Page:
November 22, 2009

Putting People First

So the other night I was catching up on all of my shows on DVR and since I was doing other things at the time, I listened to most of the commercials instead of fast forwarding. And in the course of a couple of hours the same commercial came on 3 times and every time the same thing made me cringe a little...

They had a commercial for Friday Night's 20/20 in which Barbara Walters was interviewing Sarah Palin and part of the commercial had her asking Palin's husband Todd "How did you feel when she told you you were going to have a Down Syndrome Baby"

Now I work with infants and toddlers who have developmental delays and disabilities, so "people-first" language has been drilled in my head. This meaning that they are a person first (i.e. he is a baby with Down Syndrome). Therefore saying that the disability does not define the child.

I'm not writing this as a rampage against Barbara Walters... I know she means nothing by it... like I said people first language has been drilled into my mind so much that when I hear things I perk up. So I went to look a little at people's comments regarding this and found how many comments thought that this complaint that people had was petty. And I can definitely see where they are coming from... it seems petty to be complaining about the order of wording when they are being so supportive of this family of a child with disabilities. I found the following message from a parent of a child with Down Syndrome and I thought it explained things pretty well so I wanted to share it:

With all the Sarah Palin interviews, I love that there is discussion of having children with Down syndrome. Unfortunately what makes my skin crawl and blood pressure rise is these interviews including language that is down-right inappropriate. I admit, before Mary, I probably would have said the same thing -- BUT once you know better, you do better. So with my below statements I am hoping those who read this will now know better.

Referring to Palin, they say, "She found out she was going to have a baby that IS Down syndrome." (I am talking about you Oprah and Barbara Walters)....Really? My daughter IS Down syndrome? Last time I checked she IS a fun, chatty, perfectionist-little lady who happens to HAVE an extra chromosome. For those of you who don't understand what the big deal is, let me tell you, as a parent, the difference is profound. Mary isn't DS, she has DS. She isn't a Down's baby, she has an extra chromosome.

Part of the problem is the flaw of the English language. People aren't trying to be offensive, they are just using the same sentence structure they always hair, brown tree, cute boy....the adjective is in front of the noun. But people, please don't use my daughter's "disability" as her main definitive adjective. She is so much more than a Down's baby. She is my baby, and now my little girl. Once you get to know her, you honestly don't even see the DS anymore. So knock it off media. Get the language right. They are people WITH DS. Not DS people.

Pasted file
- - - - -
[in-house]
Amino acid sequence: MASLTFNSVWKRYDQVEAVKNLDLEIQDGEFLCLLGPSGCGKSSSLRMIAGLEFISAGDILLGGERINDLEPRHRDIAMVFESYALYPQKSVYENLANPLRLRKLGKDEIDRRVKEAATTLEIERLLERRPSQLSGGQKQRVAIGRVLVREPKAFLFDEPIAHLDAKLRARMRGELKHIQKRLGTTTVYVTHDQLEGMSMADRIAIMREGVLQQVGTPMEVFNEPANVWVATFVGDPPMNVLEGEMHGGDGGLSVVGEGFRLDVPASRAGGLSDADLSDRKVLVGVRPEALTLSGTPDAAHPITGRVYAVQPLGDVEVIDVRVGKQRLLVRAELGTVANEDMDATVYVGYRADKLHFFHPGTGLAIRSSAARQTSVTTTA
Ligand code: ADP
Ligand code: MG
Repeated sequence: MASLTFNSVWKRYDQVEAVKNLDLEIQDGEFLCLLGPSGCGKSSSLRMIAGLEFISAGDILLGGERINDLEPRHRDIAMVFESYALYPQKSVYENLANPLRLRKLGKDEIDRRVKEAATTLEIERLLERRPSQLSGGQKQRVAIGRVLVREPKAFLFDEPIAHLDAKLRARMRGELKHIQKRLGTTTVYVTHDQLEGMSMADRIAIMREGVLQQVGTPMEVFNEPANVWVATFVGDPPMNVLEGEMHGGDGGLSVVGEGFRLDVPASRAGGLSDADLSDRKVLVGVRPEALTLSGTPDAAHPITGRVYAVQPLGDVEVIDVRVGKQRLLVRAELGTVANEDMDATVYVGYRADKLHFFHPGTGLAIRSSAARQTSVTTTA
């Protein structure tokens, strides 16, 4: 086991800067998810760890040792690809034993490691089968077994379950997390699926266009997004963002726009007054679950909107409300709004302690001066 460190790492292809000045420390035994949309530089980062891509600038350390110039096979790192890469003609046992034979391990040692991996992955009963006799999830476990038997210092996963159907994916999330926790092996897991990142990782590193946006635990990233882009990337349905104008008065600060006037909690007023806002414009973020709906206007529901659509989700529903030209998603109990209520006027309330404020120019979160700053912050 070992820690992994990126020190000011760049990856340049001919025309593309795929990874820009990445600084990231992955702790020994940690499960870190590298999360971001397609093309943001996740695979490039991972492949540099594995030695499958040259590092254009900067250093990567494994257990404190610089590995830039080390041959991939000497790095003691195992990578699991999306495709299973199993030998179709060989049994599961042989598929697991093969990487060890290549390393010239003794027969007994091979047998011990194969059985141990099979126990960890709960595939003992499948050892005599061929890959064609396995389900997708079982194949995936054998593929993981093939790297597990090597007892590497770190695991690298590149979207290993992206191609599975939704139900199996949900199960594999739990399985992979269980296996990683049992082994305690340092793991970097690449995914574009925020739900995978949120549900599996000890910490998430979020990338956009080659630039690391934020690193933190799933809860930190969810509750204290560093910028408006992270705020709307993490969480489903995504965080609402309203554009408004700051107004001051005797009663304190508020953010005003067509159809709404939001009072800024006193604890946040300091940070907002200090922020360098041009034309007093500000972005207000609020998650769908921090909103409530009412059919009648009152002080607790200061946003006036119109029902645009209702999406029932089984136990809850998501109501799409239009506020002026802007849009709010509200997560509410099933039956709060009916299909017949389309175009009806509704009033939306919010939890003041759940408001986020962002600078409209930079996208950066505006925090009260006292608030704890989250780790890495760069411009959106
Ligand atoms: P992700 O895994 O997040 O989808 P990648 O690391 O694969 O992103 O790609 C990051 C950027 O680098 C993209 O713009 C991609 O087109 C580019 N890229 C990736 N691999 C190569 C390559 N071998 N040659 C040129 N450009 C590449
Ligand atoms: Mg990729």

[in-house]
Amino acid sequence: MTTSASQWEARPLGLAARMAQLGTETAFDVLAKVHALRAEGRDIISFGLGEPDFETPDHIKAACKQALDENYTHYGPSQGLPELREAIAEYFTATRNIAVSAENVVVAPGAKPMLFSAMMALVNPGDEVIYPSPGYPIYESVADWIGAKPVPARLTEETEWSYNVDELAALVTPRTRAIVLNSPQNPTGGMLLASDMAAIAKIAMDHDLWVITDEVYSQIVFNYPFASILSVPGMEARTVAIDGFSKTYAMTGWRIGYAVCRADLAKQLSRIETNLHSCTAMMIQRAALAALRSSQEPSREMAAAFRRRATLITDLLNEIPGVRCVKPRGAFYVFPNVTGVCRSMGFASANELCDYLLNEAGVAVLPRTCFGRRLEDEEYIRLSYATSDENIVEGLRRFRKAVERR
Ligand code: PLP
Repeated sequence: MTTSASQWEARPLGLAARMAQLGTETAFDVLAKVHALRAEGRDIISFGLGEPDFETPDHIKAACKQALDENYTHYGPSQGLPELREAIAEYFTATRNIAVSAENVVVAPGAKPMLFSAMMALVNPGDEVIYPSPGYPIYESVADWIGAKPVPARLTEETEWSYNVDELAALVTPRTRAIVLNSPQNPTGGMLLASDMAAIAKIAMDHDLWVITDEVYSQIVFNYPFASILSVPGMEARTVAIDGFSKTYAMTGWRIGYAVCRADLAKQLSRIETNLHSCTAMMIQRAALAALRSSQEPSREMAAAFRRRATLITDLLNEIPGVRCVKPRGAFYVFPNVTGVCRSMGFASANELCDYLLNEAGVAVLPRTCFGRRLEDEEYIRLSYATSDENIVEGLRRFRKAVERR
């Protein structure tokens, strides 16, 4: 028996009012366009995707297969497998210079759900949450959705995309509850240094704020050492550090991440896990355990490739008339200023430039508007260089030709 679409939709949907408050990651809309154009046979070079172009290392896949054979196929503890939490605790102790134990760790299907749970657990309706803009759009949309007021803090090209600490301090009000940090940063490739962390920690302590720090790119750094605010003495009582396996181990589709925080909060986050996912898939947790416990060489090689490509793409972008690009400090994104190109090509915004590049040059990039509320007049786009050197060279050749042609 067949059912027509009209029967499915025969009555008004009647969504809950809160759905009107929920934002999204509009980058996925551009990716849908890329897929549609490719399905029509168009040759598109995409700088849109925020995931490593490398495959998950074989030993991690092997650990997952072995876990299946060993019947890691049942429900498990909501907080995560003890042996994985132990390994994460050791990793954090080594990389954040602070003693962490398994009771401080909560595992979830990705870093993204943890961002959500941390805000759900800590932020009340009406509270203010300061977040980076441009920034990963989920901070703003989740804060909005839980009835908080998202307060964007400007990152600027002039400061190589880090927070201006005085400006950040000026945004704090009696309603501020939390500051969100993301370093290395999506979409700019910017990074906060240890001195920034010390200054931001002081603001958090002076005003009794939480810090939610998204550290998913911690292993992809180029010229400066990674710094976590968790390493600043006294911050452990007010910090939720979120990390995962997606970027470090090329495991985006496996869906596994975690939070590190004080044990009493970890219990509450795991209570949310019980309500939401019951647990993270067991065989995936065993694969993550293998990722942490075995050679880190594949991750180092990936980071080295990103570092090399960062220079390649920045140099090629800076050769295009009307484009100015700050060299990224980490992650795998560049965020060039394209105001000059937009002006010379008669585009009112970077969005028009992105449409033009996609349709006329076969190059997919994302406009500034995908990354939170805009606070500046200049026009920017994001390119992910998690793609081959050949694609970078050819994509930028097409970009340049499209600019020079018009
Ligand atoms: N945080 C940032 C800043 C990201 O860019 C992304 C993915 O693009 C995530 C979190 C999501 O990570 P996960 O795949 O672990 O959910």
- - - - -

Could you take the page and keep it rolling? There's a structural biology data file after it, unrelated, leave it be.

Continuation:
Anyway... like I said I really did not intend this as a bashing of the language used... I just feel as though people don't know how it sounds when they say certain things so I wanted to comment on it because this is a subject near and dear to my heart.

Kind of on the same note (but very different)... while I was doing some reading that evening I found in several articles the fact that 90% of women who receive a diagnosis of Down Syndrome choose to have an abortion. Seriously, I started crying when I read this fact. I guess I knew that doctors do these genetic screenings during pregnancy so that termination is an option. But it shocked me that the percentage is so high. I think of all the babies I work with who have Down Syndrome and the amazing potential they have... their smiles that can light up a room and brighten even the worst day... their hugs and kisses that they give... the intelligence and progress that they show every day and my heart broke to think that this is considered enough of a deterrent that a baby should not be born. Anyway... I'm not really going to go on about this because it makes me too sad.

Sorry... I really hope this didn't sound like I was preaching... Just something that was on my mind this weekend!


Nicki and Mathis said...

We learned that fact about abortion in one of my classes this year. We watched a video where a parent said that when she was diagnosed during her pregnancy they flooded her with abortion options, but after she choose to have the baby, they didn't give her information on parenting a baby with DS or refer her to support groups, etc.

I feel this same way about some of the adoption language. "Keeping" the baby vs. "Parenting". "Giving away" the baby vs. "Making an adoption plan" "Real parents"... and the list goes on!

This was a great post!!

spasher said...

Preach it sister!!!